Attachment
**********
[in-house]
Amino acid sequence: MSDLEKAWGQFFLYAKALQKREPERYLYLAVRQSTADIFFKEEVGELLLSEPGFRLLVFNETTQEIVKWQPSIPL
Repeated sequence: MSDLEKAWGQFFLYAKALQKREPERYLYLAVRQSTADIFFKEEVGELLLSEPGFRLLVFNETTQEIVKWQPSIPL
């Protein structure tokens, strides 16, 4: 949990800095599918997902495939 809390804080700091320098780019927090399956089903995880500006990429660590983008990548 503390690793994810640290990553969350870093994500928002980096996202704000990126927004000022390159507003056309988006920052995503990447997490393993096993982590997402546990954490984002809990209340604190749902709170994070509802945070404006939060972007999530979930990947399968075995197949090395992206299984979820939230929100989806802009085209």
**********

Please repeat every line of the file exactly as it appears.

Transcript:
[in-house]
Amino acid sequence: MSDLEKAWGQFFLYAKALQKREPERYLYLAVRQSTADIFFKEEVGELLLSEPGFRLLVFNETTQEIVKWQPSIPL
Repeated sequence: MSDLEKAWGQFFLYAKALQKREPERYLYLAVRQSTADIFFKEEVGELLLSEPGFRLLVFNETTQEIVKWQPSIPL
């Protein structure tokens, strides 16, 4: 949990800095599918997902495939 809390804080700091320098780019927090399956089903995880500006990429660590983008990548 503390690793994810640290990553969350870093994500928002980096996202704000990126927004000022390159507003056309988006920052995503990447997490393993096993982590997402546990954490984002809990209340604190749902709170994070509802945070404006939060972007999530979930990947399968075995197949090395992206299984979820939230929100989806802009085209």